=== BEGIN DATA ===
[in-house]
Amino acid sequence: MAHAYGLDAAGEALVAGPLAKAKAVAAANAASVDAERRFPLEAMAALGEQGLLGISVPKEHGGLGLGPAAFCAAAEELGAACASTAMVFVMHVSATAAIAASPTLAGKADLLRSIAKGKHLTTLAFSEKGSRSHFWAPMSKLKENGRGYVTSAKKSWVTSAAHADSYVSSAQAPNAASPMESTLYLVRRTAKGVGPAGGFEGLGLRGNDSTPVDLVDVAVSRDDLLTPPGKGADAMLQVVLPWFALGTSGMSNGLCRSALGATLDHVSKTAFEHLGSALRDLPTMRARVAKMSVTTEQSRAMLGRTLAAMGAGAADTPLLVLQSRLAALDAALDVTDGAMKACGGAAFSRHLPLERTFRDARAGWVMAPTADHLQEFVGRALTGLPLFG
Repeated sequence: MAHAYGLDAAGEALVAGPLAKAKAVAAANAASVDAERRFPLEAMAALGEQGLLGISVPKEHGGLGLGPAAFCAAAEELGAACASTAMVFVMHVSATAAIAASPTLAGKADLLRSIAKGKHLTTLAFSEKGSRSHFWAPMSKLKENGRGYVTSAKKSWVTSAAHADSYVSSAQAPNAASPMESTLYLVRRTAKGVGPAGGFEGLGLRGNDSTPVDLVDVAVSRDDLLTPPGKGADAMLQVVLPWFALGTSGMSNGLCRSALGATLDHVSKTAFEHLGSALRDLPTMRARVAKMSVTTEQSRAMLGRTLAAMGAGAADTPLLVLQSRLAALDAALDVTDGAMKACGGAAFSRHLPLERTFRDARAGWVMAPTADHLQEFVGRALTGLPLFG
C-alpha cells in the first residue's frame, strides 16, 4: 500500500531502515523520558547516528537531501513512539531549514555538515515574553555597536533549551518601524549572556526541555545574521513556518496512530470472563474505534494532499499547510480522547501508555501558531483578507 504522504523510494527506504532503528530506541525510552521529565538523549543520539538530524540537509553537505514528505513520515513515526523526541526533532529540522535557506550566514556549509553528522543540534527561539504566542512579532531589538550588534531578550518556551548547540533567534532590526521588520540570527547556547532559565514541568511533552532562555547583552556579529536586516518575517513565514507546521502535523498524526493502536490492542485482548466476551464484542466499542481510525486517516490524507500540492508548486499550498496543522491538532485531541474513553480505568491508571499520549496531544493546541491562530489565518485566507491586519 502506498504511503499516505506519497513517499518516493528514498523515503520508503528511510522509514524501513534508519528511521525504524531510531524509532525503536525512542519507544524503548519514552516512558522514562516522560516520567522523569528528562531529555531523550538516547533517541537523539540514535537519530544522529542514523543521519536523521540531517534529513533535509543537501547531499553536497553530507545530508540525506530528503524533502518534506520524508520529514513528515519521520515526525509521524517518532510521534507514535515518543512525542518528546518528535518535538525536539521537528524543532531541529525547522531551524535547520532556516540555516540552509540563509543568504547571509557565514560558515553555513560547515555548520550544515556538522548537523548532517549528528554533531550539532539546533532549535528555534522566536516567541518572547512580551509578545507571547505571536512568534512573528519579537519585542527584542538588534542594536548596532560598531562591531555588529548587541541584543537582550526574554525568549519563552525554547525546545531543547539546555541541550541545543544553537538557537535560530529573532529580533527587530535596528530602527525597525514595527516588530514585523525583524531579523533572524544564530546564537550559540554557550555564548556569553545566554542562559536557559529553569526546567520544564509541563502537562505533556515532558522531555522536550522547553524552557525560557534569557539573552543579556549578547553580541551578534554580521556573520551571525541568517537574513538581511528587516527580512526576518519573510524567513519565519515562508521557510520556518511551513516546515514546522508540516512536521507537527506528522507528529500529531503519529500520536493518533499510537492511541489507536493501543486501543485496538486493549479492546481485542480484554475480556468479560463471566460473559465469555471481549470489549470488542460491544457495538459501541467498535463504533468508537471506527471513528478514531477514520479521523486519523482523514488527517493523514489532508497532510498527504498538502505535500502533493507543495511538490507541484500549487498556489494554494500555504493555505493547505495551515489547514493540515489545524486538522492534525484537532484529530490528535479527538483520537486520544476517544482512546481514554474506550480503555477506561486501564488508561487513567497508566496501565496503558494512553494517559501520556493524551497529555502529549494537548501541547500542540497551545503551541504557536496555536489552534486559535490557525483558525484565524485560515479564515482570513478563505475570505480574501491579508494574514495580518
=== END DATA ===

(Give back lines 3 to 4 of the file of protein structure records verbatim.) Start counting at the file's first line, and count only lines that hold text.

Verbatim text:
Repeated sequence: MAHAYGLDAAGEALVAGPLAKAKAVAAANAASVDAERRFPLEAMAALGEQGLLGISVPKEHGGLGLGPAAFCAAAEELGAACASTAMVFVMHVSATAAIAASPTLAGKADLLRSIAKGKHLTTLAFSEKGSRSHFWAPMSKLKENGRGYVTSAKKSWVTSAAHADSYVSSAQAPNAASPMESTLYLVRRTAKGVGPAGGFEGLGLRGNDSTPVDLVDVAVSRDDLLTPPGKGADAMLQVVLPWFALGTSGMSNGLCRSALGATLDHVSKTAFEHLGSALRDLPTMRARVAKMSVTTEQSRAMLGRTLAAMGAGAADTPLLVLQSRLAALDAALDVTDGAMKACGGAAFSRHLPLERTFRDARAGWVMAPTADHLQEFVGRALTGLPLFG
C-alpha cells in the first residue's frame, strides 16, 4: 500500500531502515523520558547516528537531501513512539531549514555538515515574553555597536533549551518601524549572556526541555545574521513556518496512530470472563474505534494532499499547510480522547501508555501558531483578507 504522504523510494527506504532503528530506541525510552521529565538523549543520539538530524540537509553537505514528505513520515513515526523526541526533532529540522535557506550566514556549509553528522543540534527561539504566542512579532531589538550588534531578550518556551548547540533567534532590526521588520540570527547556547532559565514541568511533552532562555547583552556579529536586516518575517513565514507546521502535523498524526493502536490492542485482548466476551464484542466499542481510525486517516490524507500540492508548486499550498496543522491538532485531541474513553480505568491508571499520549496531544493546541491562530489565518485566507491586519 502506498504511503499516505506519497513517499518516493528514498523515503520508503528511510522509514524501513534508519528511521525504524531510531524509532525503536525512542519507544524503548519514552516512558522514562516522560516520567522523569528528562531529555531523550538516547533517541537523539540514535537519530544522529542514523543521519536523521540531517534529513533535509543537501547531499553536497553530507545530508540525506530528503524533502518534506520524508520529514513528515519521520515526525509521524517518532510521534507514535515518543512525542518528546518528535518535538525536539521537528524543532531541529525547522531551524535547520532556516540555516540552509540563509543568504547571509557565514560558515553555513560547515555548520550544515556538522548537523548532517549528528554533531550539532539546533532549535528555534522566536516567541518572547512580551509578545507571547505571536512568534512573528519579537519585542527584542538588534542594536548596532560598531562591531555588529548587541541584543537582550526574554525568549519563552525554547525546545531543547539546555541541550541545543544553537538557537535560530529573532529580533527587530535596528530602527525597525514595527516588530514585523525583524531579523533572524544564530546564537550559540554557550555564548556569553545566554542562559536557559529553569526546567520544564509541563502537562505533556515532558522531555522536550522547553524552557525560557534569557539573552543579556549578547553580541551578534554580521556573520551571525541568517537574513538581511528587516527580512526576518519573510524567513519565519515562508521557510520556518511551513516546515514546522508540516512536521507537527506528522507528529500529531503519529500520536493518533499510537492511541489507536493501543486501543485496538486493549479492546481485542480484554475480556468479560463471566460473559465469555471481549470489549470488542460491544457495538459501541467498535463504533468508537471506527471513528478514531477514520479521523486519523482523514488527517493523514489532508497532510498527504498538502505535500502533493507543495511538490507541484500549487498556489494554494500555504493555505493547505495551515489547514493540515489545524486538522492534525484537532484529530490528535479527538483520537486520544476517544482512546481514554474506550480503555477506561486501564488508561487513567497508566496501565496503558494512553494517559501520556493524551497529555502529549494537548501541547500542540497551545503551541504557536496555536489552534486559535490557525483558525484565524485560515479564515482570513478563505475570505480574501491579508494574514495580518